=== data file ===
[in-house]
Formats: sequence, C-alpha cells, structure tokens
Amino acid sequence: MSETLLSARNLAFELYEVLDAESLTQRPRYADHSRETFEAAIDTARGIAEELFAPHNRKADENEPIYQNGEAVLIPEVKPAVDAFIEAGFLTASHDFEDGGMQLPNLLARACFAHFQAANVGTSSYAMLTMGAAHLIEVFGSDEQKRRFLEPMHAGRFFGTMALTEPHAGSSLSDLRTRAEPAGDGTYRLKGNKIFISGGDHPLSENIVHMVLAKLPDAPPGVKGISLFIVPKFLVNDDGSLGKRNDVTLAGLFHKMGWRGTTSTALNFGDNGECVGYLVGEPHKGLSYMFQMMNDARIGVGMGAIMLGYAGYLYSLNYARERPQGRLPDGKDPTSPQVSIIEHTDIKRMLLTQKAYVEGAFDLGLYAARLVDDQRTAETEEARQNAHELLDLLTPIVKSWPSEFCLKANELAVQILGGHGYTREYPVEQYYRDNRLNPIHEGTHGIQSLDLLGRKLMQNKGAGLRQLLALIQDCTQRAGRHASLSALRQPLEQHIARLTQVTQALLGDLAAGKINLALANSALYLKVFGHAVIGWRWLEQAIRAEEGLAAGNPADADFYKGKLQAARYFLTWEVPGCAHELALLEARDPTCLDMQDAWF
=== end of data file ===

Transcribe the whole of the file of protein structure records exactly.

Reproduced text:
[in-house]
Formats: sequence, C-alpha cells, structure tokens
Amino acid sequence: MSETLLSARNLAFELYEVLDAESLTQRPRYADHSRETFEAAIDTARGIAEELFAPHNRKADENEPIYQNGEAVLIPEVKPAVDAFIEAGFLTASHDFEDGGMQLPNLLARACFAHFQAANVGTSSYAMLTMGAAHLIEVFGSDEQKRRFLEPMHAGRFFGTMALTEPHAGSSLSDLRTRAEPAGDGTYRLKGNKIFISGGDHPLSENIVHMVLAKLPDAPPGVKGISLFIVPKFLVNDDGSLGKRNDVTLAGLFHKMGWRGTTSTALNFGDNGECVGYLVGEPHKGLSYMFQMMNDARIGVGMGAIMLGYAGYLYSLNYARERPQGRLPDGKDPTSPQVSIIEHTDIKRMLLTQKAYVEGAFDLGLYAARLVDDQRTAETEEARQNAHELLDLLTPIVKSWPSEFCLKANELAVQILGGHGYTREYPVEQYYRDNRLNPIHEGTHGIQSLDLLGRKLMQNKGAGLRQLLALIQDCTQRAGRHASLSALRQPLEQHIARLTQVTQALLGDLAAGKINLALANSALYLKVFGHAVIGWRWLEQAIRAEEGLAAGNPADADFYKGKLQAARYFLTWEVPGCAHELALLEARDPTCLDMQDAWF